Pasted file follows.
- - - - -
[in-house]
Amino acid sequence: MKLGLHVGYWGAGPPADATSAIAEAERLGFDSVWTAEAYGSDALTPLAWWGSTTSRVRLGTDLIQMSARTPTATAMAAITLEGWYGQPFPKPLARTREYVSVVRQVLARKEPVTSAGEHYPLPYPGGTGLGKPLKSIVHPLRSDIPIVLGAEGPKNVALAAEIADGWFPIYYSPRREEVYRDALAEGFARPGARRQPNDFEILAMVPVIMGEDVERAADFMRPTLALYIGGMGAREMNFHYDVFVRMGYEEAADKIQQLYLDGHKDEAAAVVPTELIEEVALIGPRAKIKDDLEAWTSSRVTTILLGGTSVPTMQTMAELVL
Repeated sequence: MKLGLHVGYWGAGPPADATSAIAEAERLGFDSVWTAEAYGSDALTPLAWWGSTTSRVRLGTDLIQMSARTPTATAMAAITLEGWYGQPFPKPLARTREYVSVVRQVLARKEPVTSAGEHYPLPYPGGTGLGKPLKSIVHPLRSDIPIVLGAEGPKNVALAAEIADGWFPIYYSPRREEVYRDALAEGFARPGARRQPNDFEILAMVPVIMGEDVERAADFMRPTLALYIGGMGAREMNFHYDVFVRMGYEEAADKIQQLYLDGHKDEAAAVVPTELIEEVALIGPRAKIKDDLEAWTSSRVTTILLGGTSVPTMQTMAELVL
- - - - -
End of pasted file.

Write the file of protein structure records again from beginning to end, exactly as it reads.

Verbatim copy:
[in-house]
Amino acid sequence: MKLGLHVGYWGAGPPADATSAIAEAERLGFDSVWTAEAYGSDALTPLAWWGSTTSRVRLGTDLIQMSARTPTATAMAAITLEGWYGQPFPKPLARTREYVSVVRQVLARKEPVTSAGEHYPLPYPGGTGLGKPLKSIVHPLRSDIPIVLGAEGPKNVALAAEIADGWFPIYYSPRREEVYRDALAEGFARPGARRQPNDFEILAMVPVIMGEDVERAADFMRPTLALYIGGMGAREMNFHYDVFVRMGYEEAADKIQQLYLDGHKDEAAAVVPTELIEEVALIGPRAKIKDDLEAWTSSRVTTILLGGTSVPTMQTMAELVL
Repeated sequence: MKLGLHVGYWGAGPPADATSAIAEAERLGFDSVWTAEAYGSDALTPLAWWGSTTSRVRLGTDLIQMSARTPTATAMAAITLEGWYGQPFPKPLARTREYVSVVRQVLARKEPVTSAGEHYPLPYPGGTGLGKPLKSIVHPLRSDIPIVLGAEGPKNVALAAEIADGWFPIYYSPRREEVYRDALAEGFARPGARRQPNDFEILAMVPVIMGEDVERAADFMRPTLALYIGGMGAREMNFHYDVFVRMGYEEAADKIQQLYLDGHKDEAAAVVPTELIEEVALIGPRAKIKDDLEAWTSSRVTTILLGGTSVPTMQTMAELVL